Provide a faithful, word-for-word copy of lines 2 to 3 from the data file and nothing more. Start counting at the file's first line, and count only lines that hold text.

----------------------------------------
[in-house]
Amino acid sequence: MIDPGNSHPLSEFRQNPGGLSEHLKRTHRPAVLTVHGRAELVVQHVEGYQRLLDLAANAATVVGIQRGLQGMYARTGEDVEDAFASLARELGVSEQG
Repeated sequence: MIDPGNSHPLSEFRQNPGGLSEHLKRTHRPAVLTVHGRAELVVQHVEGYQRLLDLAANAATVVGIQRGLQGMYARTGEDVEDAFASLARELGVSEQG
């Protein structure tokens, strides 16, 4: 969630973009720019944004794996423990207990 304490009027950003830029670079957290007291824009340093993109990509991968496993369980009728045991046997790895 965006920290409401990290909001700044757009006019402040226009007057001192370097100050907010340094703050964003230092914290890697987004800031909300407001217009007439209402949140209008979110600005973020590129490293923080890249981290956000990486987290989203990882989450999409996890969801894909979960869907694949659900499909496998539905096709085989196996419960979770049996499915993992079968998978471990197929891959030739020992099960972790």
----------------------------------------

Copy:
Amino acid sequence: MIDPGNSHPLSEFRQNPGGLSEHLKRTHRPAVLTVHGRAELVVQHVEGYQRLLDLAANAATVVGIQRGLQGMYARTGEDVEDAFASLARELGVSEQG
Repeated sequence: MIDPGNSHPLSEFRQNPGGLSEHLKRTHRPAVLTVHGRAELVVQHVEGYQRLLDLAANAATVVGIQRGLQGMYARTGEDVEDAFASLARELGVSEQG